Providing free preschool for every American child - the centerpiece of Vice President Al Gore's new education proposals - would be perhaps the most profound restructuring of the nation's public schools in decades.
Many education experts see such pre-kindergarten programs as a natural and beneficial step that would aid hard-pressed working-class parents. Others say its benefits aren't clear-cut - and that public schools have a hard time handling the classload they have now.
If nothing else, the proposal raises anew one of the most longstanding debates in US politics: how heavily the federal government should be involved in education, traditionally an area of local control.
"Any program must be at the parent's choice. Nobody is saying we want compulsory services from birth to age 5," says Sharon Lynn Kagan of the Bush Center in Childhood Development and Social Policy at Yale University in New Haven, Conn., a proponent of federally backed pre-K programs.
Mr. Gore unveiled details of his education program in an appearance at a Nashville school on December 16. His proposal would provide schools with financial incentives for improved teacher performance, as well as $50 billion for universally available pre-school for three and four-year olds.
At a total of $115 billion, Gore's plan would mark a major advance in Washington funding for public schools. Vice President Gore's opponent for the Democratic nomination, by contrast, has opted to propose major spending increases on expanding the nation's health-care system, while GOP front-runner George W. Bush wants to hand Americans a major tax cut.
Thus the politics of surplus may have replaced the politics of deficits, with voters getting a clear choice about how, or if, they want to divvy up the excess cash predicted to accumulate over the next decades in Washington's coffers.
To Gore, universal preschool is an idea whose time has come. Proponents note that it an educational experience that is becoming widespread in the US - an estimated 55 percent of US three- and four-year-olds are enrolled in such programs.
Yet today's patchwork system of pre-schools, with some public, some religious, some private, generally limits access to kids whose parents have the time and money to search for them. Some 79 percent of households with an income of $75,000 or more send their children to pre-school. By contrast, only 43 percent of those earning $10,000 or less do. A nationwide program, say proponents, would thus help the disadvantaged most.
"Affluent parents tend to provide this as a matter of course, and it has not been available to less-affluent children. What [Gore] is proposing is a step in the right direction to raising the achievement bar for children that have been shut out," says Dr. Frances Campbell, a child-development fellow at the Frank Porter Graham Center at the University of North Carolina in Chapel Hill.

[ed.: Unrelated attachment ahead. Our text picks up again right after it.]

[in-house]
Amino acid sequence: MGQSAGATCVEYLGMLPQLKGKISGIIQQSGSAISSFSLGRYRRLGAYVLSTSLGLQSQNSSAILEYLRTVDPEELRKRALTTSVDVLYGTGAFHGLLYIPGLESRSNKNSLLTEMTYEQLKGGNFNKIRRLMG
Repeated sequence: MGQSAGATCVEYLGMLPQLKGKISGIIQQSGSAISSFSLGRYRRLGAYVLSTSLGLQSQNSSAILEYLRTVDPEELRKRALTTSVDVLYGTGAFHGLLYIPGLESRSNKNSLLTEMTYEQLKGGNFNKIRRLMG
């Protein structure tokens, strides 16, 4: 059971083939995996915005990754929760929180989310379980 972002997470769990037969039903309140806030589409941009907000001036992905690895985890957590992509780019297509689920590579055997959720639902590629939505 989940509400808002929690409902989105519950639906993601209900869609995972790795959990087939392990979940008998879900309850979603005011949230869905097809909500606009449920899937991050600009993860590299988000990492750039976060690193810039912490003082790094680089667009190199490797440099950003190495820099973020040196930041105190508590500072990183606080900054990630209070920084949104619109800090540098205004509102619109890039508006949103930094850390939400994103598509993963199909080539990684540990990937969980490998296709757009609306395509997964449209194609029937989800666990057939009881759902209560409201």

Some states have started to move towards more widely-available programs.
Georgia has already approved statewide pre-K funded by money from the state lottery. New York has vowed to move in the same direction, with a plan to phase in as many new programs as possible over a five-year period.
"New York has been actively and very assertively saying, we can work toward universal pre-K for all children, says Eileen Wasow, associate dean of the Division of Continuing Education, Bank Street College of Education New York. "Children who attend pre-K programs have better attendance records, more creativity, better social, and problem-solving skills."
"The country has not yet recognized - as other Western developed nations have - the importance of committing to universal pre-K education," adds Ms. Wasow.
But others caution that it would be foolish to shovel additional responsibilities onto America's overtaxed public-school system.
"When the public schools are struggling as hard as they are now ... it's a ludicrous idea to expand them, when they can't even meet the minimum requirements that we have today," says Darcy Olsen, director of education and child policy at the libertarian Cato Institute in Washington.
She argues that additional programs such as universal preschool are designed to make up for the inadequacies of crumbling public schools. Fix them, Olsen argues, don't add extra burdens on both schools and increasingly stressed-out children.
"Kids are expected now to go to school year-round, start when they're 3, and go to tutoring sessions after school...."
And while children in France and Belgium have to start school at age 3, Ms. Olsen is concerned that some kids simply aren't ready for the classroom at that age.
Critics worry too that the federal government is overstepping its constitutional bounds. "People say education is too important to be left to parents," says Olsen. "Precisely because it's so important, that's why the government shouldn't have anything to do with it."
*Staff writers Marjorie Coeyman and Elizabeth Marlantes contributed to this report.
(c) Copyright 1999. The Christian Science Publishing Society